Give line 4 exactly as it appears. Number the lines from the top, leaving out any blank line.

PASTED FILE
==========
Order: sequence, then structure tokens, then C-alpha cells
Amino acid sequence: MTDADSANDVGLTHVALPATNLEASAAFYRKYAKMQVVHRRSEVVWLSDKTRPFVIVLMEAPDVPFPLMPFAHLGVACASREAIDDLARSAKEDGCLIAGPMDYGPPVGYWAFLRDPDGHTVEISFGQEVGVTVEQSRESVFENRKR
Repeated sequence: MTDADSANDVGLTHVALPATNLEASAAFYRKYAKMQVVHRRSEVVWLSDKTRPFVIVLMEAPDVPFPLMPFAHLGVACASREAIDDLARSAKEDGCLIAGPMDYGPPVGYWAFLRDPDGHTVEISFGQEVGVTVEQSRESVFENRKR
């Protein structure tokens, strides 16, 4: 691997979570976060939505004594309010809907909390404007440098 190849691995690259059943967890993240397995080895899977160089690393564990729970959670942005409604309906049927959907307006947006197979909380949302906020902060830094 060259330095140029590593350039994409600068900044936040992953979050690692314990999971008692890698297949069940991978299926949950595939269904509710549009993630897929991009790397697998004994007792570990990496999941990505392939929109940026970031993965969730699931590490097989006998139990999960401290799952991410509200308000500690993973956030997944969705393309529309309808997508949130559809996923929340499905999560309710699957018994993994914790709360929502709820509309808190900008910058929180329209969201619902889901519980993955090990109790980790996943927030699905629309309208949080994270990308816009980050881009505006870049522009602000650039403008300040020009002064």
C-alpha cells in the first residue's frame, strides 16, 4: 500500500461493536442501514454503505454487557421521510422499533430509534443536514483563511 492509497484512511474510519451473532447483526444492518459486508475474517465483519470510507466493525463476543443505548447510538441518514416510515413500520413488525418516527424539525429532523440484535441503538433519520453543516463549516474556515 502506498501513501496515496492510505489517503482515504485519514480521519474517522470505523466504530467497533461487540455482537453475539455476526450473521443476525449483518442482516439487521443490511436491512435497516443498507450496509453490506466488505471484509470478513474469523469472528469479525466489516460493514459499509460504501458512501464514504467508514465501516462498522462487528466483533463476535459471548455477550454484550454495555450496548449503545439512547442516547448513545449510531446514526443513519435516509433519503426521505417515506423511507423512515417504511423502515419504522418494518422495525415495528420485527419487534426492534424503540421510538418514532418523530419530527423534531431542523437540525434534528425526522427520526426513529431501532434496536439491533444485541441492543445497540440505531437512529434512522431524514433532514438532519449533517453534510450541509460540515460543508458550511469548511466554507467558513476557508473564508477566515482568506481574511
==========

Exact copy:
């Protein structure tokens, strides 16, 4: 691997979570976060939505004594309010809907909390404007440098 190849691995690259059943967890993240397995080895899977160089690393564990729970959670942005409604309906049927959907307006947006197979909380949302906020902060830094 060259330095140029590593350039994409600068900044936040992953979050690692314990999971008692890698297949069940991978299926949950595939269904509710549009993630897929991009790397697998004994007792570990990496999941990505392939929109940026970031993965969730699931590490097989006998139990999960401290799952991410509200308000500690993973956030997944969705393309529309309808997508949130559809996923929340499905999560309710699957018994993994914790709360929502709820509309808190900008910058929180329209969201619902889901519980993955090990109790980790996943927030699905629309309208949080994270990308816009980050881009505006870049522009602000650039403008300040020009002064």